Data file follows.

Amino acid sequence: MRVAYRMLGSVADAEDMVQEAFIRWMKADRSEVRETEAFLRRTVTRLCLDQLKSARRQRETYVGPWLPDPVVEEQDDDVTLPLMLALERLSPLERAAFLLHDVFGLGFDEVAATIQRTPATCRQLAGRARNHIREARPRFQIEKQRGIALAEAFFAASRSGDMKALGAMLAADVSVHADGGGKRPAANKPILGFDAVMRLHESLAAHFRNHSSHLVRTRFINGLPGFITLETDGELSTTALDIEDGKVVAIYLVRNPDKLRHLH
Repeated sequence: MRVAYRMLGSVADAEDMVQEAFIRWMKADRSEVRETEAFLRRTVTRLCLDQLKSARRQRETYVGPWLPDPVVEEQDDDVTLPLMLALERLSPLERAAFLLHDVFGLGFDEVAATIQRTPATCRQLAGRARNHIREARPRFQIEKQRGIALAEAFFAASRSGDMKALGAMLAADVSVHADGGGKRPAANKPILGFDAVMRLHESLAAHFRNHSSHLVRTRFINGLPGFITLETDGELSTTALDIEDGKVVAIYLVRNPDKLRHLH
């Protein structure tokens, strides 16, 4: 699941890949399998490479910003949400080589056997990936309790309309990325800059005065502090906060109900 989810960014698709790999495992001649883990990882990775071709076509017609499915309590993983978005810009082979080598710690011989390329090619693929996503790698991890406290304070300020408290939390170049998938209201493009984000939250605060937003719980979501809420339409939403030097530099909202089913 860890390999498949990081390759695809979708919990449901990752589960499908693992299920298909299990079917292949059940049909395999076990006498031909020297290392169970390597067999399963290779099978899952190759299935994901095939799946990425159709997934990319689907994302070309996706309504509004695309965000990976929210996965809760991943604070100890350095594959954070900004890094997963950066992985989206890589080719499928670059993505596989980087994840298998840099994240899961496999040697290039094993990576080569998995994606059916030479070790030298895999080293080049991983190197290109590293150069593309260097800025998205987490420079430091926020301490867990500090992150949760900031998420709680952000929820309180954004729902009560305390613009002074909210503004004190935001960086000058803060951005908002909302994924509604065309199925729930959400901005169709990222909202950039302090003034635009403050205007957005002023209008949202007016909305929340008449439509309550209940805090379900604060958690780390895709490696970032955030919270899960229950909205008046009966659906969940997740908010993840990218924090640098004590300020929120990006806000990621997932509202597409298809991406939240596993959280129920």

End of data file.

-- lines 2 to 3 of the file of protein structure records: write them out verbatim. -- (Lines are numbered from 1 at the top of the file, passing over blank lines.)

Repeated sequence: MRVAYRMLGSVADAEDMVQEAFIRWMKADRSEVRETEAFLRRTVTRLCLDQLKSARRQRETYVGPWLPDPVVEEQDDDVTLPLMLALERLSPLERAAFLLHDVFGLGFDEVAATIQRTPATCRQLAGRARNHIREARPRFQIEKQRGIALAEAFFAASRSGDMKALGAMLAADVSVHADGGGKRPAANKPILGFDAVMRLHESLAAHFRNHSSHLVRTRFINGLPGFITLETDGELSTTALDIEDGKVVAIYLVRNPDKLRHLH
């Protein structure tokens, strides 16, 4: 699941890949399998490479910003949400080589056997990936309790309309990325800059005065502090906060109900 989810960014698709790999495992001649883990990882990775071709076509017609499915309590993983978005810009082979080598710690011989390329090619693929996503790698991890406290304070300020408290939390170049998938209201493009984000939250605060937003719980979501809420339409939403030097530099909202089913 860890390999498949990081390759695809979708919990449901990752589960499908693992299920298909299990079917292949059940049909395999076990006498031909020297290392169970390597067999399963290779099978899952190759299935994901095939799946990425159709997934990319689907994302070309996706309504509004695309965000990976929210996965809760991943604070100890350095594959954070900004890094997963950066992985989206890589080719499928670059993505596989980087994840298998840099994240899961496999040697290039094993990576080569998995994606059916030479070790030298895999080293080049991983190197290109590293150069593309260097800025998205987490420079430091926020301490867990500090992150949760900031998420709680952000929820309180954004729902009560305390613009002074909210503004004190935001960086000058803060951005908002909302994924509604065309199925729930959400901005169709990222909202950039302090003034635009403050205007957005002023209008949202007016909305929340008449439509309550209940805090379900604060958690780390895709490696970032955030919270899960229950909205008046009966659906969940997740908010993840990218924090640098004590300020929120990006806000990621997932509202597409298809991406939240596993959280129920």